by Johnn Four
Do you have a plan for changing the world? It’s time to learn how to DO it! Romy Kraemer is one of the instructors at iversity’s new spring course, The DO School Start-Up Lab. This course helps people who want to change the world with their idea or passion learn how to bootstrap a startup and take it to the finish line. I spoke with Romy to discover more about this fascinating program.
An Interview with Romy Kraemer
Johnn: Hi Romy, thanks for speaking with me today. Your new course sounds very exciting, but the thought of starting up a new business is scary. How do I know if I’m the right kind of person to do something like this? How do I know if I’m an entrepreneur?
Romy: People aren’t born as entrepreneurs, that’s one of our founding beliefs at the DO School. Katherin, CEO of the DO School Inc. in New York, has also talked about this elsewhere and shared her own story of becoming a founding member of the DO School.
Entrepreneurship can be learned, and real-world experience and practice is the key to this. That’s why we support emerging entrepreneurs in the process of turning their ideas into social ventures that create real impact. Of course, there are context and cultural factors that encourage or discourage entrepreneurial activity. There are also individual differences, for example in risk-taking behavior. However, even a person for whom the thought of starting their own venture sounded scary a year ago might still do so. I believe this decision has much to do with a specific challenge or issue in a person’s environment that is important to them and motivates them to take action.
All of our young entrepreneurs are passionate about a specific topic they want to tackle in their country or community, or about an opportunity they want to address. Once you support young people to discover their passion and identify a specific entrepreneurial opportunity within this field, the setting up of a venture or project seems natural and not scary at all anymore for most of them.
So instead of asking yourself whether you are a born entrepreneur, ask yourself what you’re burning for, what keeps you up at night, and what you could talk about forever to your friends. This might be the first step in discovering your potential as an entrepreneur.
Johnn: I like that approach. Figure out your passion first, then worry about execution. That’s smart. Would the program be valuable to people interested in adding a social component to their existing business or project?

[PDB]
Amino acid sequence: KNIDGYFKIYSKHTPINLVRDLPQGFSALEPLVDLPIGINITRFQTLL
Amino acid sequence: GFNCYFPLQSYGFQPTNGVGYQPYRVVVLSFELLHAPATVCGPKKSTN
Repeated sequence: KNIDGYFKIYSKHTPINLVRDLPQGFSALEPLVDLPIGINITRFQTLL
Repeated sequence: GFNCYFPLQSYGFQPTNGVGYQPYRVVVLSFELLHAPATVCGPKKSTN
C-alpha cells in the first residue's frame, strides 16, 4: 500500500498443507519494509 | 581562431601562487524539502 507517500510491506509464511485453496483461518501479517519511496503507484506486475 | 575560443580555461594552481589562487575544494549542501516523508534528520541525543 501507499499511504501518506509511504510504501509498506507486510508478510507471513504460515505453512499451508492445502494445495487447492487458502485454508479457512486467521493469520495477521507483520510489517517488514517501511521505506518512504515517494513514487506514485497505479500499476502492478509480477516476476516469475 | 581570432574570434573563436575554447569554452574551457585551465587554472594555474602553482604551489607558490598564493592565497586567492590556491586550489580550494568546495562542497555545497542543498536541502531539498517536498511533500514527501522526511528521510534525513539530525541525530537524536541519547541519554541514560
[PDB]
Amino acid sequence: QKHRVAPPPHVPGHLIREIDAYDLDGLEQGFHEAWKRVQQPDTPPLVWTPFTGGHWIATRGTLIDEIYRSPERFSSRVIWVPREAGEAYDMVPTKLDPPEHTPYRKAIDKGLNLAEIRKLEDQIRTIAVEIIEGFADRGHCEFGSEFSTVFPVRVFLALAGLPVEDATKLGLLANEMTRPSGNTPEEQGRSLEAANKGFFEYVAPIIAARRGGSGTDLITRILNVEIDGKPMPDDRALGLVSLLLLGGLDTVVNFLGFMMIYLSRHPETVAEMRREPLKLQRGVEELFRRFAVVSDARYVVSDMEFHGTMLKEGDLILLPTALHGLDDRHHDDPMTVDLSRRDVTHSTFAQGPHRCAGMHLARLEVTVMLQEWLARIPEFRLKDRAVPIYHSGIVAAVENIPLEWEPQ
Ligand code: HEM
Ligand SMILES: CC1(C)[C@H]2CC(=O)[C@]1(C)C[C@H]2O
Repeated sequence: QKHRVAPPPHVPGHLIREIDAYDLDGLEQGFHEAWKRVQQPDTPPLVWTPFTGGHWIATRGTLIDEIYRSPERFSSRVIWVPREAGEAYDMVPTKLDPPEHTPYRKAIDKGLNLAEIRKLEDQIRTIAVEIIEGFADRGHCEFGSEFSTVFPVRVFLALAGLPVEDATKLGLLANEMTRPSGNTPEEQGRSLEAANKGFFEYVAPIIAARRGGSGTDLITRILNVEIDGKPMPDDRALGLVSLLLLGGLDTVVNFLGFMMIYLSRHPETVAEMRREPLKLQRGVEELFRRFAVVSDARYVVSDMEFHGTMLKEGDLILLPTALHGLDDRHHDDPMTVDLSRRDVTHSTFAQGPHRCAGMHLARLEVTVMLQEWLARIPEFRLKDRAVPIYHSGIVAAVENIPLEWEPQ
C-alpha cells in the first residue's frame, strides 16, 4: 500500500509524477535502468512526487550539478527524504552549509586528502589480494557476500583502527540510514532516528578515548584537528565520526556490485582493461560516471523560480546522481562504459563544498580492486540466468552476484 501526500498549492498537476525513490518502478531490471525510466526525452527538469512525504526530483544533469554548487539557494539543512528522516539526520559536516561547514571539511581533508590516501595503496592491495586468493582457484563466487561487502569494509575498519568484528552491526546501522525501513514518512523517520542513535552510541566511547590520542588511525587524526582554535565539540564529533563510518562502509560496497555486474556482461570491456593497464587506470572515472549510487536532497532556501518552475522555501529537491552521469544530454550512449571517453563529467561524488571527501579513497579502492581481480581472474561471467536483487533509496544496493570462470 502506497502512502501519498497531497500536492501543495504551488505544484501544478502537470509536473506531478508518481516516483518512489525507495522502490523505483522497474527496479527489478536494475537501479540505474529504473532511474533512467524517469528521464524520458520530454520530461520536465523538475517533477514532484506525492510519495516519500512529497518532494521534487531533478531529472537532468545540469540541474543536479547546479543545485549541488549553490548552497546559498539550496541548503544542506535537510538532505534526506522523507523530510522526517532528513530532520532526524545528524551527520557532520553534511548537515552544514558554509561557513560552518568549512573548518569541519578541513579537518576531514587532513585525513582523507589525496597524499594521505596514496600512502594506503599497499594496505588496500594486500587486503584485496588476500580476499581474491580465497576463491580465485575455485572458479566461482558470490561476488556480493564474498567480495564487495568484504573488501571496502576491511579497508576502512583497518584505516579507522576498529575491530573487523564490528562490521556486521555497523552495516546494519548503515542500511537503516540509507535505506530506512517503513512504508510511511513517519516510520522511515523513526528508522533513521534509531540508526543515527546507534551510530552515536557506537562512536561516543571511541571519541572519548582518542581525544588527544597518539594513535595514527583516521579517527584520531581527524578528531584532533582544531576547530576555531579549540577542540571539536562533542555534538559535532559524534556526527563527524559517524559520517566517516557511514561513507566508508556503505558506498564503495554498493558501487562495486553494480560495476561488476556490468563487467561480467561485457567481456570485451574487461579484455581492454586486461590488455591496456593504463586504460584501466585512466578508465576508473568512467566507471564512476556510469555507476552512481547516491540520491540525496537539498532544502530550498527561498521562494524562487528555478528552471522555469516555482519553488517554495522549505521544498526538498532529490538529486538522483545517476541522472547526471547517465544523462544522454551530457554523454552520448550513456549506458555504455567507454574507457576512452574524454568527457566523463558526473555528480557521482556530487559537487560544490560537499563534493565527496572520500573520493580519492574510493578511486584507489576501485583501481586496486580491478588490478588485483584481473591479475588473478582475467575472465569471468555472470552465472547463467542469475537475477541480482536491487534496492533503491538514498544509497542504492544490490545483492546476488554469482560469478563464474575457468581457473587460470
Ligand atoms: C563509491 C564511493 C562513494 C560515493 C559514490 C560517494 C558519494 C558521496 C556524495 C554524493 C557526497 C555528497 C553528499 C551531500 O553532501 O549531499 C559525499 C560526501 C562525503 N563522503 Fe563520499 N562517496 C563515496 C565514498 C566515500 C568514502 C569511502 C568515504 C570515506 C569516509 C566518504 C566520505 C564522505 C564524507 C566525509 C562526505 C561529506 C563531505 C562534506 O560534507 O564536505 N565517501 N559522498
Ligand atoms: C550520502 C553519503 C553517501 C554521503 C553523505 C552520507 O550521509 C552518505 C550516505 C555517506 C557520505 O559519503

Romy: While the course is targeted at first-time entrepreneurs, it would definitely also be a good inspiration for those thinking about how to add societal value to an existing venture. Especially the second chapter, which covers the topic of adding value to society and your own life through your venture.
Johnn: Ok, but what if I do not have a concrete idea for a business yet, but have a strong entrepreneurial desire? Will I still get benefits from taking the course?
Romy: Yes, for sure. Especially the first two chapters and associated worksheets, which will ask a whole lot of relevant questions and offer tools to brainstorm and focus your ideas and thoughts. So if you have some sort of direction or topic you feel passionate about and would like to see whether you can come up with a viable idea, take the course and let us know what happened in the process. It should also be very inspiring for participants to connect to other course participants who are maybe a bit further in their thinking about their venture ideas.
Johnn: Do I need any specific technical skills to apply what I’ll learn in the course?
Romy: There are no technical skills required. However, what you will need is the willingness to go out and actually DO things – whether this is doing research with your target group or about your legal context, or soliciting feedback from others about your qualities as a leader. Again, the thing you need is a passion for a topic or field in which you want to set up your venture and the motivation to get active.
Johnn: What are your hopes and dreams for The DO School Start-Up Lab?
Romy: We developed the course with the goal of making available the experience of our large network of experts and Fellows to support more emerging entrepreneurs around the world in setting up ventures with a positive societal impact.
I hope the course will be an inspiration and resource for people who want to take action in their communities. It will also foster connection and exchange between participants to discuss country or topic specific issues in relation to their ventures.
Johnn: Well, the The DO School is definitely inspiring to me. Thanks for taking time away from teaching this extraordinary course to chat with me, Romy.
Dear reader, if you want to make a difference in the world but aren’t sure how to make your passion or idea reality, consider enrolling in The DO School Start-Up Lab. It’s free to enrol, but you will be spending something much more precious than money to succeed – your time. With amazing instructors like Romy, you really can become an important agent of change in your community, whether that community for you is your home town or the world.